"The word that keeps coming to mind is 'disgrace.'"

That's how a Facebook friend responded to news that a second nurse at Texas Presbyterian Hospital in Dallas had been diagnosed with Ebola.

I think my friend speaks for a lot of Americans this week — and that doesn't bode well for our nation's health.

I don't mean our physical health. Ebola remains far less contagious than measles, influenza, and tuberculosis. Unless you encounter the bodily fluids of a symptomatic Ebola patient, you're not going to catch the disease.

I'm talking about our civic health.

Liberal democratic government depends on trust in public institutions. That trust stands at record lows today, and it's been falling for years. This week's news shows why. The Centers for Disease Control and Prevention has an annual budget of more than $6 billion. It exists in large measure to help combat outbreaks precisely like this one. And yet here is its director, Thomas R. Frieden, at a Tuesday news conference, before the Ebola diagnosis of the second nurse, on the CDC's horribly flawed response to the situation in Dallas: "I think we could, in retrospect, with 20/20 hindsight, have sent a more robust hospital infection control team and been more hands-on with the hospital from day one about exactly how this should be managed."

Twenty/twenty hindsight? Was the director of the CDC somehow unaware that Ebola has been ravaging nations in Africa for months? Is there any possible explanation beyond rank incompetence for why Frieden's agency would respond with anything other than a "hands-on" control team to a case within the United States?

That really is a disgrace.

But it's not the only one. Which is why levels of trust have fallen for so long, and so far. Over the past 14 years, we've endured a series of stunning institutional failures. Going backwards in time, we have:

  • The Secret Service failure to stop a knife-wielding, fence-jumping intruder from making it into the White House before being subdued — or to keep an armed former convict from getting into an elevator with the president of the United States.
  • The badly botched ObamaCare rollout.
  • The failure of numerous regulatory bodies leading up to the financial crisis of 2008.
  • The Federal Emergency Management Agency's utterly inept response to Hurricane Katrina.
  • The ruinous occupation of Iraq — a blunder so catastrophic that it destabilized the entire region and led to well over 100,000 deaths (and counting).
  • The monumental intelligence failure that precipitated the 2003 invasion of Iraq in the first place.
  • And, of course, the equally monumental intelligence failure leading up to the Sept. 11 attacks.

I'm sure I've missed a few more dropped balls. But you get the point. Government is failing, over and over again, to accomplish the goals we set for it, regardless of which party is running the show.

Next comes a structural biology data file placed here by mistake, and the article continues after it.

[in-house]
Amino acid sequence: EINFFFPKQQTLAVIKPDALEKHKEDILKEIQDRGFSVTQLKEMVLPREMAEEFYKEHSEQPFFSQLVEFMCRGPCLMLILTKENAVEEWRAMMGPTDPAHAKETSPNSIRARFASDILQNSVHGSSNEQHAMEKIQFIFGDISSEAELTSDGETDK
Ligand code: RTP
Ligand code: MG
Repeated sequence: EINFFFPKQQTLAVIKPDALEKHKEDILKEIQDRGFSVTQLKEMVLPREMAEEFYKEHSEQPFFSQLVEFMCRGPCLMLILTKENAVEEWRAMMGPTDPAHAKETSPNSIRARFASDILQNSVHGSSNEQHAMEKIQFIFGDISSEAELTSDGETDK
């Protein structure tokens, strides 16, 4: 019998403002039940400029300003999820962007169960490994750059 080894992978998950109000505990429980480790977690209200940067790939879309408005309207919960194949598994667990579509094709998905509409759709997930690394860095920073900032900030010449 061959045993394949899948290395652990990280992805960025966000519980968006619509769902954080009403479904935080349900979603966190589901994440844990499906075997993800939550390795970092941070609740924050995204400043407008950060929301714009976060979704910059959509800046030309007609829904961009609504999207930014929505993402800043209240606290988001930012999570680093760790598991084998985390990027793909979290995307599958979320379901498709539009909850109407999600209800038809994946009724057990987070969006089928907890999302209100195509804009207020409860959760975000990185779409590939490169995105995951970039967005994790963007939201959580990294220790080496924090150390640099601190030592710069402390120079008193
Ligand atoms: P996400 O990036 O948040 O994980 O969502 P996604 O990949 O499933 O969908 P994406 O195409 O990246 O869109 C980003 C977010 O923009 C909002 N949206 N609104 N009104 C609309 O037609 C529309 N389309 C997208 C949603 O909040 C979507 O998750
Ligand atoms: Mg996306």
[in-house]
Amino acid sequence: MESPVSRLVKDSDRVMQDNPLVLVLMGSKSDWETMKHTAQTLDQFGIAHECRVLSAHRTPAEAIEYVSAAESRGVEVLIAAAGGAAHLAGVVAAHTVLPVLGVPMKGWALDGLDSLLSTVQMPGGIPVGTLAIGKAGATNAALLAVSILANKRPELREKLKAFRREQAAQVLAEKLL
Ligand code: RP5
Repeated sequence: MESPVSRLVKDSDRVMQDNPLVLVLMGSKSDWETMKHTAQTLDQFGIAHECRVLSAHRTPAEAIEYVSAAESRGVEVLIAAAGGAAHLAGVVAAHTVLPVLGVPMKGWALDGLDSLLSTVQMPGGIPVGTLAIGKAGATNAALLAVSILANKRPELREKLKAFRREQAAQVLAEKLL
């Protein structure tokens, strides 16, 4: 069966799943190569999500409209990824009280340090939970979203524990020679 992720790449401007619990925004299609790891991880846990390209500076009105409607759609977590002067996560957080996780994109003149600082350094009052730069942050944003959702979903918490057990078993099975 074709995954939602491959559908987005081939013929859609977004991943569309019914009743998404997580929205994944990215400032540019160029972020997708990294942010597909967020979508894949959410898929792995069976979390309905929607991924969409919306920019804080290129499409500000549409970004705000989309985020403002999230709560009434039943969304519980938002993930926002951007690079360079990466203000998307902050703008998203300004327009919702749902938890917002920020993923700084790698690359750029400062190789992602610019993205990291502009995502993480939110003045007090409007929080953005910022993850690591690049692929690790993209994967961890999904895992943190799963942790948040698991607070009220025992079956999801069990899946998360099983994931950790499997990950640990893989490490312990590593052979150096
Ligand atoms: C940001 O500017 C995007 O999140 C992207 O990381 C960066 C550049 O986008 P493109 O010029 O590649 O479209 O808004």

And just in case that sounds like a set-up for a libertarian manifesto in favor of privatization, note that institutional failures haven't been limited to government. From the banks and other financial institutions that nearly wrecked the global economy in 2008, to the sex-abuse scandals that have been rocking the Catholic Church for over a decade, to General Motors' deadly ignition-switch cover-up, big organizations, whether private or public, have been behaving badly and ineptly.

That's troubling news, because the modern world needs big, bureaucratic institutions to function. Whereas pre-modern societies rely on personal, family, and tribal networks, modernity rationalizes and formalizes human interactions. That leads to a quantum leap in equality, fairness, and competence, and an accompanying decline in the petty corruption that plagues pre-modern social systems.

But it also generates new problems of its own. The enormous size and complexity of large bureaucracies — built to manage societies of enormous size and complexity — can make them sluggish, inefficient, and prone to stupidity, with one part of the organization unaware of what other parts are doing. This can also set up conditions for chronic blame-shifting when things go wrong. "Mistakes were made" is the kind of evasively passive construction that only a bureaucrat or a corporate tool could utter with a straight face.

Then there's the fact that, even at their best, large organizations can never be smarter than the people who work within them. And as Francis Fukuyama points out in his important new book (excerpted here), the nation's public sector bureaucracies have been in a state of steady deterioration for years, with budget cuts and embarrassing blunders recurring in an endless feedback loop. That makes it much harder for the institutions to staff themselves with smart and energetic people, which raises the likelihood of catastrophic failure still further.

Finally, there is the tendency of large organizations to engage in self-protective behavior, covering up errors and refusing to learn from mistakes. Catholics call it clericalism when it involves priests and bishops, but the same thing happens every day in the corporate and government sectors.

The disgraceful institutional incompetence of the present gloomy moment is the result — as is the perfectly reasonable but potentially ruinous decline in our trust in public institutions.

I have no idea where it will end. But it can't be anywhere good.